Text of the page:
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Sunday, October 16, 2016

The 'Am and the Yam

In my ongoing effort to read through the Bible in Hebrew, I just finished Jeremiah 5. One of the things that struck me about it this time through was the contrast between God's control over nature (v. 22) and God's people's ability to resist God (v. 23). God sets the sand as a boundary for the sea, and the waves of the sea can't pass it however much they may rage, but "this people" does manage to "turn aside and go away" from God's purposes.

In Hebrew, the word for "people" and the word for "sea" rhyme: "'am" and "yam." So the contrast comes through more sharply, at least to me (not being a Biblical scholar, I'm never sure if what I think I'm getting from the Hebrew is really what an expert, or an ancient reader, would get from it). Of course one possible theme here human beings' unique capacity to resist God through the exercise of their free will. But there's a further irony, because the passage is specifically speaking about God's people, whom God has chosen out of the nations.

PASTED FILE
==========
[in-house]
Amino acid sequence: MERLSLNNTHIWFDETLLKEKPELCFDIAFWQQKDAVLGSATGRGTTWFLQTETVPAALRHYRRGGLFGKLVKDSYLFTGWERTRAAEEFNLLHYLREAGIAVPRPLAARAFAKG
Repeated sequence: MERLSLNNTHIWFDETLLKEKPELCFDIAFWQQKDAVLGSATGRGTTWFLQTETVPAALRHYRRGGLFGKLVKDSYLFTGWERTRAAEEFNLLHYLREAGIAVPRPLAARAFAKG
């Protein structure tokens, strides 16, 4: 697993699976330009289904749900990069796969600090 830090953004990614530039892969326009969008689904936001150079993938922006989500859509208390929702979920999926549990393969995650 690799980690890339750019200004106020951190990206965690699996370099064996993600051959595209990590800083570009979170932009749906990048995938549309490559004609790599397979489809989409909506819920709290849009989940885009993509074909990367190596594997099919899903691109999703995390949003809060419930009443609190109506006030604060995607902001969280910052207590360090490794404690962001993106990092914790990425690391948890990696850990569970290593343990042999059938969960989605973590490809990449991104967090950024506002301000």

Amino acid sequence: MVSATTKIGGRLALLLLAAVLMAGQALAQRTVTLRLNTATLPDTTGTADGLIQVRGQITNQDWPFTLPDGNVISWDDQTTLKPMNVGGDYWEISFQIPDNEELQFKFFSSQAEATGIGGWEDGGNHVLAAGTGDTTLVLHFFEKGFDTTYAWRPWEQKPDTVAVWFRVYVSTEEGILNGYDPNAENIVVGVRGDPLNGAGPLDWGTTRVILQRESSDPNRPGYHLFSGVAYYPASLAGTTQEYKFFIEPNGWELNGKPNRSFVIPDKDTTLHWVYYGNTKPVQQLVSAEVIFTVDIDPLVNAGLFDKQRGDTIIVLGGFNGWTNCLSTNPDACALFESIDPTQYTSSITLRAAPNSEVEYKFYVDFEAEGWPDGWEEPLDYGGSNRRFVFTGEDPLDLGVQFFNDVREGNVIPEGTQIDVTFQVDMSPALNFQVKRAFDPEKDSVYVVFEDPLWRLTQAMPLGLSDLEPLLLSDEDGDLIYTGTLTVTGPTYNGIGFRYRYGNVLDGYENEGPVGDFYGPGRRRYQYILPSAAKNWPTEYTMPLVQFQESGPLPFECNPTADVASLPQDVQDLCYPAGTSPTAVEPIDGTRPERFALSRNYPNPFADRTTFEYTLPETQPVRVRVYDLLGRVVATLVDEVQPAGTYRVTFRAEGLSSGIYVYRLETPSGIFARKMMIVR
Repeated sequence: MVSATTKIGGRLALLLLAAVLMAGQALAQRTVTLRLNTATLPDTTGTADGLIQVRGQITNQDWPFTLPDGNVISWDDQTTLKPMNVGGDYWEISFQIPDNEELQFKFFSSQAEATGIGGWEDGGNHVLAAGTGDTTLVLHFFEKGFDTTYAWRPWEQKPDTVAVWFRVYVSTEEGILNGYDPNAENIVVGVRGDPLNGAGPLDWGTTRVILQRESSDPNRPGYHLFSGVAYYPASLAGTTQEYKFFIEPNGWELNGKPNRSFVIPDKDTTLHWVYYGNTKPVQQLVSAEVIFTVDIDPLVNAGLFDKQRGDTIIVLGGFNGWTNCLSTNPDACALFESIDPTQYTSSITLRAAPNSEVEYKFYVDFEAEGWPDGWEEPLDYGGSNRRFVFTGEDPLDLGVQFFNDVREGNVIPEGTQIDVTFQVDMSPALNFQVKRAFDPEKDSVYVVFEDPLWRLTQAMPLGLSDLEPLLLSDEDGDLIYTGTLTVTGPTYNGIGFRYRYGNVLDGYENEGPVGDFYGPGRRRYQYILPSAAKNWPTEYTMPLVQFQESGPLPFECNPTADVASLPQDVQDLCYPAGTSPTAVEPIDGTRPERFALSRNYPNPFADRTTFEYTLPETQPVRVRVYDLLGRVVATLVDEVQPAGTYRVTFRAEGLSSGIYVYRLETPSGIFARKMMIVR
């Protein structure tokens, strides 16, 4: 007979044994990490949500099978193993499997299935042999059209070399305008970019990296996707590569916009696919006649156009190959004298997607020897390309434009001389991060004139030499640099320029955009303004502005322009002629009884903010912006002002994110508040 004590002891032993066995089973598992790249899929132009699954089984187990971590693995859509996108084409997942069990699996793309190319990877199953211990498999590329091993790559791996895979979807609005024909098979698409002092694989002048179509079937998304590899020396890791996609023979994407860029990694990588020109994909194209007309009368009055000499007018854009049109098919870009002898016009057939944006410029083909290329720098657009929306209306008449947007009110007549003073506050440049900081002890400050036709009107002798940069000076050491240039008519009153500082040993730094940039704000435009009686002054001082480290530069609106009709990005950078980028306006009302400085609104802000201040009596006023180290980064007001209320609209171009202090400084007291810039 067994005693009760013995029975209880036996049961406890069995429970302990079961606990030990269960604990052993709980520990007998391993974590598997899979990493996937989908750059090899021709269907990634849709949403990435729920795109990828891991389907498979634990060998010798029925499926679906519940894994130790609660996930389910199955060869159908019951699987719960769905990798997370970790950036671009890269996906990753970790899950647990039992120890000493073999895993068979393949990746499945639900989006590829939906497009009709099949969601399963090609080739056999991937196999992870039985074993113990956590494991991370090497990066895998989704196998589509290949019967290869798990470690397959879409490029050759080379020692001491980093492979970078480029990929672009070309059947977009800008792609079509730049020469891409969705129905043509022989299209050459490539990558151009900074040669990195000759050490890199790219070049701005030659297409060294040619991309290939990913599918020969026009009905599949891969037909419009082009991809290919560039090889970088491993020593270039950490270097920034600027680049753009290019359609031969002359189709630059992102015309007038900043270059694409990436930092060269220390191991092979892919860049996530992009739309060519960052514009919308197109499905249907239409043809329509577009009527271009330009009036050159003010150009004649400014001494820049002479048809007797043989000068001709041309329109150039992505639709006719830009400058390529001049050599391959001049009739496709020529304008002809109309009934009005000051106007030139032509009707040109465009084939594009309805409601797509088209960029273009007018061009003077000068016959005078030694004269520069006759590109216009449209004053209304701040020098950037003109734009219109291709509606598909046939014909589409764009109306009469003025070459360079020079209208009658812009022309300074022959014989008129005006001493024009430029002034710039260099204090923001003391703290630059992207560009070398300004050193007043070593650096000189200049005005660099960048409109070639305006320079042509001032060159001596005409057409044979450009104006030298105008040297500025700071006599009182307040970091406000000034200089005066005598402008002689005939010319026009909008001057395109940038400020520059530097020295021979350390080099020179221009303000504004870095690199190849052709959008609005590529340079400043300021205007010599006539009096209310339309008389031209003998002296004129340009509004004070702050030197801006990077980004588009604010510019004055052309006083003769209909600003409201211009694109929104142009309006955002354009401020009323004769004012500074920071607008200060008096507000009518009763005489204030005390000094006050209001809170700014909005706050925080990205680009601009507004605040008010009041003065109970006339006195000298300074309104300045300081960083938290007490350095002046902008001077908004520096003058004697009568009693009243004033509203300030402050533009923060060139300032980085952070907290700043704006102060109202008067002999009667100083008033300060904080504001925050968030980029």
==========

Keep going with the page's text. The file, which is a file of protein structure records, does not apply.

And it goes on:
Throughout the Hebrew Scriptures, the sea is portrayed as a symbol of the forces of chaos and evil, and specifically of the "heathen" nations who do not have a covenant relationship with God and who often persecute God's people. The tossing waves here remind me of the raging heathen kings in Psalm 2.

But the bitter message of this section of Jeremiah, I think, is not just that God's people outdo the forces of nature in their capacity to defy God, but that the heathen nations are paradoxically more submissive to God than Israel is. The Babylonians have just been described (in v. 15) as a nation God is bringing against Judah. In all their heathen rage, they are doing God's will. But "this people" manages not to.

Not much, it seems, has changed. Those of us aghast at the way large segments of conservative American Christianity have sold themselves to Donald Trump should remember that this is a very old story.

And, of course, we should watch for ways in which we, ourselves, manage to resist and betray God's purposes for us and for the world through us.

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